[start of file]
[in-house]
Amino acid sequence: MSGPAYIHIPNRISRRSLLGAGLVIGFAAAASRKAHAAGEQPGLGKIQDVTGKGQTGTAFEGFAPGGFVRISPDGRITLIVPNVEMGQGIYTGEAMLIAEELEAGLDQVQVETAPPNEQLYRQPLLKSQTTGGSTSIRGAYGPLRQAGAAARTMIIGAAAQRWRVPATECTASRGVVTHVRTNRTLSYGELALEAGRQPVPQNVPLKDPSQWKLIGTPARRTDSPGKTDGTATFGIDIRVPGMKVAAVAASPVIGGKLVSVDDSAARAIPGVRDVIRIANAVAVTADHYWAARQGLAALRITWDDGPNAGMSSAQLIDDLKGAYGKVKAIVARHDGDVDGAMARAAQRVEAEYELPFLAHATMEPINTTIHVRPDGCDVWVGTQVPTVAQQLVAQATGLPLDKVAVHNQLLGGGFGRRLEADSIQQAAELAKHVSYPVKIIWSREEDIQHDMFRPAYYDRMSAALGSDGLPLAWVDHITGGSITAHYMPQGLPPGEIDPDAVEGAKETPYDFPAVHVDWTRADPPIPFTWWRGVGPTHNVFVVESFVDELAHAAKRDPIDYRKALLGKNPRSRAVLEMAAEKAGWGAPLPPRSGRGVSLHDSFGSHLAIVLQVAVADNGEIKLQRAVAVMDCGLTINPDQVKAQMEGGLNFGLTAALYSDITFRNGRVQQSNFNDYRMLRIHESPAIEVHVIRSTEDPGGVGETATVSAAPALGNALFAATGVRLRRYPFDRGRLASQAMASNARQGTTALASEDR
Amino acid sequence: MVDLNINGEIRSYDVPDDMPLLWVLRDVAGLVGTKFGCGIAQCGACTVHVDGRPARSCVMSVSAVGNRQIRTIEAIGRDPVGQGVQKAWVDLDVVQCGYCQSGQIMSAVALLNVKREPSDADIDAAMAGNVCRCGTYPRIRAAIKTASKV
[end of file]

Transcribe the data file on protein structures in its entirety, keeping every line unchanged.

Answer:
[in-house]
Amino acid sequence: MSGPAYIHIPNRISRRSLLGAGLVIGFAAAASRKAHAAGEQPGLGKIQDVTGKGQTGTAFEGFAPGGFVRISPDGRITLIVPNVEMGQGIYTGEAMLIAEELEAGLDQVQVETAPPNEQLYRQPLLKSQTTGGSTSIRGAYGPLRQAGAAARTMIIGAAAQRWRVPATECTASRGVVTHVRTNRTLSYGELALEAGRQPVPQNVPLKDPSQWKLIGTPARRTDSPGKTDGTATFGIDIRVPGMKVAAVAASPVIGGKLVSVDDSAARAIPGVRDVIRIANAVAVTADHYWAARQGLAALRITWDDGPNAGMSSAQLIDDLKGAYGKVKAIVARHDGDVDGAMARAAQRVEAEYELPFLAHATMEPINTTIHVRPDGCDVWVGTQVPTVAQQLVAQATGLPLDKVAVHNQLLGGGFGRRLEADSIQQAAELAKHVSYPVKIIWSREEDIQHDMFRPAYYDRMSAALGSDGLPLAWVDHITGGSITAHYMPQGLPPGEIDPDAVEGAKETPYDFPAVHVDWTRADPPIPFTWWRGVGPTHNVFVVESFVDELAHAAKRDPIDYRKALLGKNPRSRAVLEMAAEKAGWGAPLPPRSGRGVSLHDSFGSHLAIVLQVAVADNGEIKLQRAVAVMDCGLTINPDQVKAQMEGGLNFGLTAALYSDITFRNGRVQQSNFNDYRMLRIHESPAIEVHVIRSTEDPGGVGETATVSAAPALGNALFAATGVRLRRYPFDRGRLASQAMASNARQGTTALASEDR
Amino acid sequence: MVDLNINGEIRSYDVPDDMPLLWVLRDVAGLVGTKFGCGIAQCGACTVHVDGRPARSCVMSVSAVGNRQIRTIEAIGRDPVGQGVQKAWVDLDVVQCGYCQSGQIMSAVALLNVKREPSDADIDAAMAGNVCRCGTYPRIRAAIKTASKV